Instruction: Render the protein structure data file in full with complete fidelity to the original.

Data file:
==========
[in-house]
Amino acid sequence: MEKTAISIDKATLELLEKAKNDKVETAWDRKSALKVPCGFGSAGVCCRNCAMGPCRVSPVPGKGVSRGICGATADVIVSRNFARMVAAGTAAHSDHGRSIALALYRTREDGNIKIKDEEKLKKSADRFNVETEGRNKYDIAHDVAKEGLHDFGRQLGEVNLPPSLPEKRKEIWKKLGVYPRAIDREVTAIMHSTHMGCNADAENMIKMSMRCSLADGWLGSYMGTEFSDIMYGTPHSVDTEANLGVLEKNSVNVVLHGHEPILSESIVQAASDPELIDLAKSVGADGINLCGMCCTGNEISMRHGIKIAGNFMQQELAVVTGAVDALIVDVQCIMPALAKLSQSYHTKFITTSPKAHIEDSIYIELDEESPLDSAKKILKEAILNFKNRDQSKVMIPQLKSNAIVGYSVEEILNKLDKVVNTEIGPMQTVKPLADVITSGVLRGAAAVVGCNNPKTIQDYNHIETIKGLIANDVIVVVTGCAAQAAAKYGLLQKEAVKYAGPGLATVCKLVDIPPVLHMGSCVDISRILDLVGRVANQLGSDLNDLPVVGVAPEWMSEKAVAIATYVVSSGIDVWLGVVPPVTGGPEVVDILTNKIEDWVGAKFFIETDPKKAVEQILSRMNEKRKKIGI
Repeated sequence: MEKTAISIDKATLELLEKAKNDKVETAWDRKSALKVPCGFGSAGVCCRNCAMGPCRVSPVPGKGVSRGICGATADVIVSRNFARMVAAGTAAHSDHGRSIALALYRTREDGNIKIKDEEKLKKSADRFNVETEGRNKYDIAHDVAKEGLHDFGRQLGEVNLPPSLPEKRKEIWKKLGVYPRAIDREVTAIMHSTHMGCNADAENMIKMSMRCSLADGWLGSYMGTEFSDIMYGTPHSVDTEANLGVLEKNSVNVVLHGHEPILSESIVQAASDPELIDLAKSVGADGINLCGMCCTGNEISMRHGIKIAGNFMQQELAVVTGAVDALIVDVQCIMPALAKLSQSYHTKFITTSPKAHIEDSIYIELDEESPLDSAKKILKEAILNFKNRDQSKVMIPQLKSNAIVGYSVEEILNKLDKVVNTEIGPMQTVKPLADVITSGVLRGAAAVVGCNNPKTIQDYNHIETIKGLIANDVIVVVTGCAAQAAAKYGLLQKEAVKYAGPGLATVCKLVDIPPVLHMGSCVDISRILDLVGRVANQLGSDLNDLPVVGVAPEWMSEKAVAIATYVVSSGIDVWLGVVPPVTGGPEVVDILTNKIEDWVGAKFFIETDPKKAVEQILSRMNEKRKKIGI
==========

[in-house]
Amino acid sequence: MEKTAISIDKATLELLEKAKNDKVETAWDRKSALKVPCGFGSAGVCCRNCAMGPCRVSPVPGKGVSRGICGATADVIVSRNFARMVAAGTAAHSDHGRSIALALYRTREDGNIKIKDEEKLKKSADRFNVETEGRNKYDIAHDVAKEGLHDFGRQLGEVNLPPSLPEKRKEIWKKLGVYPRAIDREVTAIMHSTHMGCNADAENMIKMSMRCSLADGWLGSYMGTEFSDIMYGTPHSVDTEANLGVLEKNSVNVVLHGHEPILSESIVQAASDPELIDLAKSVGADGINLCGMCCTGNEISMRHGIKIAGNFMQQELAVVTGAVDALIVDVQCIMPALAKLSQSYHTKFITTSPKAHIEDSIYIELDEESPLDSAKKILKEAILNFKNRDQSKVMIPQLKSNAIVGYSVEEILNKLDKVVNTEIGPMQTVKPLADVITSGVLRGAAAVVGCNNPKTIQDYNHIETIKGLIANDVIVVVTGCAAQAAAKYGLLQKEAVKYAGPGLATVCKLVDIPPVLHMGSCVDISRILDLVGRVANQLGSDLNDLPVVGVAPEWMSEKAVAIATYVVSSGIDVWLGVVPPVTGGPEVVDILTNKIEDWVGAKFFIETDPKKAVEQILSRMNEKRKKIGI
Repeated sequence: MEKTAISIDKATLELLEKAKNDKVETAWDRKSALKVPCGFGSAGVCCRNCAMGPCRVSPVPGKGVSRGICGATADVIVSRNFARMVAAGTAAHSDHGRSIALALYRTREDGNIKIKDEEKLKKSADRFNVETEGRNKYDIAHDVAKEGLHDFGRQLGEVNLPPSLPEKRKEIWKKLGVYPRAIDREVTAIMHSTHMGCNADAENMIKMSMRCSLADGWLGSYMGTEFSDIMYGTPHSVDTEANLGVLEKNSVNVVLHGHEPILSESIVQAASDPELIDLAKSVGADGINLCGMCCTGNEISMRHGIKIAGNFMQQELAVVTGAVDALIVDVQCIMPALAKLSQSYHTKFITTSPKAHIEDSIYIELDEESPLDSAKKILKEAILNFKNRDQSKVMIPQLKSNAIVGYSVEEILNKLDKVVNTEIGPMQTVKPLADVITSGVLRGAAAVVGCNNPKTIQDYNHIETIKGLIANDVIVVVTGCAAQAAAKYGLLQKEAVKYAGPGLATVCKLVDIPPVLHMGSCVDISRILDLVGRVANQLGSDLNDLPVVGVAPEWMSEKAVAIATYVVSSGIDVWLGVVPPVTGGPEVVDILTNKIEDWVGAKFFIETDPKKAVEQILSRMNEKRKKIGI